(Photo by Mark Lipczynski/ BITE Magazine)
By Sally Clasen and Mark Lipczynski for BITE Magazine
Chef and restaurateur Doug Robson, who was born and raised in Mexico City, says it’s difficult to pinpoint what Mexico City cuisine is because it’s a melting pot of flavors and experiences.
“Mexico City is one of the most cosmopolitan places in the world, so it’s hard to wrap your arms around a culinary definition. Food there is influenced by a mix of people, including French, German, Jewish, Chinese, Japanese, Lebanese, as well as Aztec and Spanish cultures,” says Robson, whose parents are of French-Vietnamese and English descent.
“It’s a diversity of food that ranges from taco stands with carniceros (butchers) preparing their meats in tacquerias, to middle-of-the-plate fancy restaurants. Mexico City has phenomenal steak and seafood houses too, not just great tacos and tortas.”
One thing Mexico City cuisine isn’t? Chimichangas, Robson says.
A common characteristic, however, is that chefs, especially those in Mexico City, share an interest in ingenuity and change. “They take a cultural reference and spin it in a way they think is different,” he says.
“There’s a creative freedom with cooking. I give you five ingredients and I use the same five ingredients. Then we apply our own experiences and techniques to come up with something different,” says Robson. “The best restaurants get creative. That’s the lure of food and what Mexico-City-style cuisine is all about.”
For Robson’s downtown Phoenix restaurant, he took culinary license with an innovative take on his childhood favorites.
The urban eatery is known for its modern perspective on street tacos and a highly sought-after sweet and chunky Guacamole Classico made with organic avocado, jalapeños, lime juice, white onion, charred tomato and citrus wedges.
928 E Pierce St, Phoenix
Robson’s restaurant in uptown Phoenix features everything from flapjacks and chilaquiles to burgers, as well as tacos, tortas and burritos selections. And a spicier, Serrano version of his famed guacamole.
The concept pays homage to the neighborhood joints of his birthplace where breakfast, lunch and dinner are served all day.
6035 N 7th St, Phoenix
It’s no accident that old and new worlds collide at The Mission, where the influences of Spain, Central and South America and Mexico intersect for sophisticated, but casual elegance. The emphasis here is on homemade corn tortillas, arepas and salsa. In addition, a plancha (grill) fired by pecan and mesquite wood creates aromatic profiles for the meats dishes, including the signature pork shoulder tacos.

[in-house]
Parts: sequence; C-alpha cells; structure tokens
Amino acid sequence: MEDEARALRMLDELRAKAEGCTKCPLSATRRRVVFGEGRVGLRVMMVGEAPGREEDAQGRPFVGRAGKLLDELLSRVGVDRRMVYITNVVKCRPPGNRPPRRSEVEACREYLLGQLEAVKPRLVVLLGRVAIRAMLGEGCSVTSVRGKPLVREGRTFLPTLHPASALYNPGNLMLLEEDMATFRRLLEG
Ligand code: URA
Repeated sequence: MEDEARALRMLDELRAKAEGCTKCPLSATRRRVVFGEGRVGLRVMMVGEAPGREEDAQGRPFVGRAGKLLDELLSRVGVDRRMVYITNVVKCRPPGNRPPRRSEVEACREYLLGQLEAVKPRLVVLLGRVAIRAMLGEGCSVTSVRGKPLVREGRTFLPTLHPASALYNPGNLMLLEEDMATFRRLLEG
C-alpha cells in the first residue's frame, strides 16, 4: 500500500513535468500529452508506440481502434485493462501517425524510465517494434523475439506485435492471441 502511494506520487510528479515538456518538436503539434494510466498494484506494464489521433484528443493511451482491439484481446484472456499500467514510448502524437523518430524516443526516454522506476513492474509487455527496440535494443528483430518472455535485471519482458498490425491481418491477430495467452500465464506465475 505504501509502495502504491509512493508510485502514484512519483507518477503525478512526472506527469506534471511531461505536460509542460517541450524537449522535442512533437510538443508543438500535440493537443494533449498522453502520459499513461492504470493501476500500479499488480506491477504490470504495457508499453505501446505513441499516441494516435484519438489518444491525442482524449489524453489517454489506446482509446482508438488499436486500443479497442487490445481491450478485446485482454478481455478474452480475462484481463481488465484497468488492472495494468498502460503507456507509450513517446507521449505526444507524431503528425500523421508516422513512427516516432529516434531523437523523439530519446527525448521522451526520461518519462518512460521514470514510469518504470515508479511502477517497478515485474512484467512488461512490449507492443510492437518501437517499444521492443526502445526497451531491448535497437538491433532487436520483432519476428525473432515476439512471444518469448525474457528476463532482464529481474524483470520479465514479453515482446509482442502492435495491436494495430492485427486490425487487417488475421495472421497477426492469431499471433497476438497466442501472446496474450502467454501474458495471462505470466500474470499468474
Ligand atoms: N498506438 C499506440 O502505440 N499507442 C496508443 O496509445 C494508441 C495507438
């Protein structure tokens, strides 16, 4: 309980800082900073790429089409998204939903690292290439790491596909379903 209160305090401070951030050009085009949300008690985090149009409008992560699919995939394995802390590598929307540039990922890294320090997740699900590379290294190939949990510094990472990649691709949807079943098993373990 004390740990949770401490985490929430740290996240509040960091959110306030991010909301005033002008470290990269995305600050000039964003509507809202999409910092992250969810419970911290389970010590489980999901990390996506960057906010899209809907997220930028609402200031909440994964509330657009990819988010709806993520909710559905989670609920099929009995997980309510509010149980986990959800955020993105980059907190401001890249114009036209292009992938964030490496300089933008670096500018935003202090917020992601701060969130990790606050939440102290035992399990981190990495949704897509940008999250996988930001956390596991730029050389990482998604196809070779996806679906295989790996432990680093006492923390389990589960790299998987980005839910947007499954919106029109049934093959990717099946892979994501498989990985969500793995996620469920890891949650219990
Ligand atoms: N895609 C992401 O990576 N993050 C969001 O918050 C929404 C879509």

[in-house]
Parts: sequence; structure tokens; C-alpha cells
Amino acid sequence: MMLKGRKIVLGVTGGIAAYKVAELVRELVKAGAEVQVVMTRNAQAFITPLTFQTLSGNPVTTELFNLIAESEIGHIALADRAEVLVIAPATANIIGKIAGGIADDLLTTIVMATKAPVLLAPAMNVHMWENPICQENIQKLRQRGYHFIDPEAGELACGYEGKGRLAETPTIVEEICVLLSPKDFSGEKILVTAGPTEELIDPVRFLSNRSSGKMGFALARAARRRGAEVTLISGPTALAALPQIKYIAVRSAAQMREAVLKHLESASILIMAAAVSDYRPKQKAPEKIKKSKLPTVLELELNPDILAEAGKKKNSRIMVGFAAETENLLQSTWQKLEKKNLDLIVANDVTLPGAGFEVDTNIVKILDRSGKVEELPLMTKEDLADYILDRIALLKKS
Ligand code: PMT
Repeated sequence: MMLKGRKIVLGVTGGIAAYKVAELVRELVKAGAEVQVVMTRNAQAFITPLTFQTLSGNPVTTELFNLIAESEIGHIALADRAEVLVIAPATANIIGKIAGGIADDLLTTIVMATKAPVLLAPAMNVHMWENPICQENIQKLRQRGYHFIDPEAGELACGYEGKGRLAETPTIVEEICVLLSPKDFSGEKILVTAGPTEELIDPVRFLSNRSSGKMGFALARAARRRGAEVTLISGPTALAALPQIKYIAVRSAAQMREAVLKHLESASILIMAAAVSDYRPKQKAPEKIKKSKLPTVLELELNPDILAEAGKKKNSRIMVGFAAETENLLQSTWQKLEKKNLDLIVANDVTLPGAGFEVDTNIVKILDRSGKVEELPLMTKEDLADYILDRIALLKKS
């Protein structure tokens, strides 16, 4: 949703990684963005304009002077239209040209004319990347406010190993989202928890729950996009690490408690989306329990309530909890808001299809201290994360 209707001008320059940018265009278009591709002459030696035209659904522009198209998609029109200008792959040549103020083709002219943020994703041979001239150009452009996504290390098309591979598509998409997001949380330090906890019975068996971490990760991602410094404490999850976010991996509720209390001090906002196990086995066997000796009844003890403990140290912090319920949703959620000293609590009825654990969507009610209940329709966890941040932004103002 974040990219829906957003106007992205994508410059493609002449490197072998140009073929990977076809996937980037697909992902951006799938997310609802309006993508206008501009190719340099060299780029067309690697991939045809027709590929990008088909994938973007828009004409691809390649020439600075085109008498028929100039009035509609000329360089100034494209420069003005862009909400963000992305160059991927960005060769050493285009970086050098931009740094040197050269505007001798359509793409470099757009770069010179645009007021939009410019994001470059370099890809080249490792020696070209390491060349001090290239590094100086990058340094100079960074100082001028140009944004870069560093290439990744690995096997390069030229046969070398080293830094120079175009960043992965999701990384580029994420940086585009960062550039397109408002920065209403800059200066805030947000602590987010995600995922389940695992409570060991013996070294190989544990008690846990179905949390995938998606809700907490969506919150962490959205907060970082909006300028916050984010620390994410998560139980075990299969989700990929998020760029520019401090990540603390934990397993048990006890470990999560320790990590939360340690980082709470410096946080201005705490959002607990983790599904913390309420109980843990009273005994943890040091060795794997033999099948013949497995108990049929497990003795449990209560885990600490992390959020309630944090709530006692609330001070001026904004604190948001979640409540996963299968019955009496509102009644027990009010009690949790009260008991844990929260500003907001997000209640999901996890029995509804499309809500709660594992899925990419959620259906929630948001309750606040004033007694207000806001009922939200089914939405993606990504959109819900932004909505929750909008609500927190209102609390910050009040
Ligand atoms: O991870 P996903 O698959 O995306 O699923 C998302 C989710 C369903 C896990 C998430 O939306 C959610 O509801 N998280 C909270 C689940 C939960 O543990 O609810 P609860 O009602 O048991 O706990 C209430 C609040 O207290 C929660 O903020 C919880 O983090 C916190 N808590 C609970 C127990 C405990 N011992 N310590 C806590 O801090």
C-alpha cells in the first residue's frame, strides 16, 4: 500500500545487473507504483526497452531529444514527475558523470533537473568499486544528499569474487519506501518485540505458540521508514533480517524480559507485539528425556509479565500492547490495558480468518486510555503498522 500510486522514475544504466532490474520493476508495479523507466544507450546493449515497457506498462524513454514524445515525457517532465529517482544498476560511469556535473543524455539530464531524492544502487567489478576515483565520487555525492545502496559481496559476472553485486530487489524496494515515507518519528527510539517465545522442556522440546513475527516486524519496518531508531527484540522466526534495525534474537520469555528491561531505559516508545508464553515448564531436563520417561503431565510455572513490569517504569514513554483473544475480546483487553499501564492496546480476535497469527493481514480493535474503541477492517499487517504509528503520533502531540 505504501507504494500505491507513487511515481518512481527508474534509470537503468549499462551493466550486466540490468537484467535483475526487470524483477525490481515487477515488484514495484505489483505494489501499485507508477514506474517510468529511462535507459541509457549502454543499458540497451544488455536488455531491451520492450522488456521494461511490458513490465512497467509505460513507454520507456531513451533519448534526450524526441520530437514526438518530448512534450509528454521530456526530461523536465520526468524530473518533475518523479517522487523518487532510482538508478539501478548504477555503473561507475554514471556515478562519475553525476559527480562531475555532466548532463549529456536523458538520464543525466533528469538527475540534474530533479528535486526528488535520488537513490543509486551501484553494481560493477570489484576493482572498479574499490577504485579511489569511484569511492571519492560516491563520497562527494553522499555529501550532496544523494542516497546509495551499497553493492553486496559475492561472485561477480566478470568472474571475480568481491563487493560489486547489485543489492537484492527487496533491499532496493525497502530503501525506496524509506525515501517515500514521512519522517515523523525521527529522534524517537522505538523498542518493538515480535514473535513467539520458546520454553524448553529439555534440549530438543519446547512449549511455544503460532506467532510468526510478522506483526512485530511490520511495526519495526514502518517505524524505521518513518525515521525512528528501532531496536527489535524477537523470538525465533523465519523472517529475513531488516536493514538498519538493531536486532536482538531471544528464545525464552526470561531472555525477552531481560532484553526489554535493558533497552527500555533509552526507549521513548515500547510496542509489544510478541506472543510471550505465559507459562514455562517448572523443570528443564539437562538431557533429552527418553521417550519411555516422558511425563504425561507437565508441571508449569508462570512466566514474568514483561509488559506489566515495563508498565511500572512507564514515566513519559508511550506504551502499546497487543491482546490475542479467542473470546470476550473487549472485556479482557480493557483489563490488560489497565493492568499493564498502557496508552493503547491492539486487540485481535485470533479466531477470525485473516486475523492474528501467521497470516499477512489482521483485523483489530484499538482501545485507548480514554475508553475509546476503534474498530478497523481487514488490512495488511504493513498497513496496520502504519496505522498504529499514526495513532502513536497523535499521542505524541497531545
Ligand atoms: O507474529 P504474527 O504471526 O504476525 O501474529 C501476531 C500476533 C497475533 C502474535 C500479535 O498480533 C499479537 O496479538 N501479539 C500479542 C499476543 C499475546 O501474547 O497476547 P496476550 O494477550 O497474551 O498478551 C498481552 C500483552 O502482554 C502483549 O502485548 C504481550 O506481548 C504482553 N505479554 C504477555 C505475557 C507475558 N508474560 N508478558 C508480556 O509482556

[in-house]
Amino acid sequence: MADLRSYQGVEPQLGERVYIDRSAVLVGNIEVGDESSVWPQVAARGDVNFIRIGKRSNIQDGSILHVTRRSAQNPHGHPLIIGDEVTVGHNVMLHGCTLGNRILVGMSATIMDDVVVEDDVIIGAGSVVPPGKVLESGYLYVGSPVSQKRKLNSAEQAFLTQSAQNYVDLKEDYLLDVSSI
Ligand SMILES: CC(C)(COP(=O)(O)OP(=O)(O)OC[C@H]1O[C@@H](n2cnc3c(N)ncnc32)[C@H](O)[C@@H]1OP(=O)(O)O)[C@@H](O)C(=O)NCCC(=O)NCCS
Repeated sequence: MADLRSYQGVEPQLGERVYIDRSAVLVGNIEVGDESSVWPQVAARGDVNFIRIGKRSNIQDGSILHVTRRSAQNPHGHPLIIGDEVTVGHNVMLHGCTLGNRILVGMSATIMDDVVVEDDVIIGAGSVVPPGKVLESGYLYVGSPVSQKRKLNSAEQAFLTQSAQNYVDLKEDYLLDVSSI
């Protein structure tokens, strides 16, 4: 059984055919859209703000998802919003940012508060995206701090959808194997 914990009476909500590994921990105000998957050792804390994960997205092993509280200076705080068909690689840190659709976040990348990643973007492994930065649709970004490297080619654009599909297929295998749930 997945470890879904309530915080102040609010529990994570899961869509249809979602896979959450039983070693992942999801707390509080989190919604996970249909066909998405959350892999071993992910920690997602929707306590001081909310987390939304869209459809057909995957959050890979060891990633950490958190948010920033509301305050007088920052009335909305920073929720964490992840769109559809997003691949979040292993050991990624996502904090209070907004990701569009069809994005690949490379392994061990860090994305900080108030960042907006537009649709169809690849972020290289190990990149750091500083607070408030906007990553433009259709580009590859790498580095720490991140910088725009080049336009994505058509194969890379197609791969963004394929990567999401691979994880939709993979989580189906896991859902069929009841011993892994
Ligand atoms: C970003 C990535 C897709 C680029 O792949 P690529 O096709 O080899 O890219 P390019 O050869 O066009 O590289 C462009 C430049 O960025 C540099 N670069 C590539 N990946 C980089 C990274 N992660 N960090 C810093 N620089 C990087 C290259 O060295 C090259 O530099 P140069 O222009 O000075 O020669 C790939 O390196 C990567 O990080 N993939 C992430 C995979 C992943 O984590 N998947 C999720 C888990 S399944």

“Matt Carter does a really great job with Latin cuisine influences at The Mission,” says Robson. “It’s elevated with a thoughtful presentation and interesting flavors. It’s more indicative of what you would see and taste in Mexico City today from a culinary perspective.”
3815 N. Brown Avenue, Scottsdale
7122 E. Greenway Parkway, Scottsdale
As chef-owner of Phoenix Public Market Café, Aaron Chamberlin is known for his take on classic American cuisine. His latest venture, however, takes on a more refined approach to Southwestern cuisine, featuring lighter fare with a blend of flavors and ingredients that cast a wide culinary net from Baja to Texas and Colorado to Mexico.
The Chile Colorado enchilada made with braised pork, Chimayo chile and restrained toppings is indicative of the revamped Southwestern fare. Diners also can select from revitalized tacos, cowboy steaks, green chile burgers, smoky rancho beans and grilled trout prepared with vegetables in an refreshed environment designed by local artist Gennaro Garcia.
“Aaron’s twist on modern Southwest offers hints of Mexico City,” says Robson. “Between the Southwest elements and Genaro’s design, it’s reminiscent of restaurants in Mexico City neighborhoods like La Condesa.”
1006 E. Warner Road, Tempe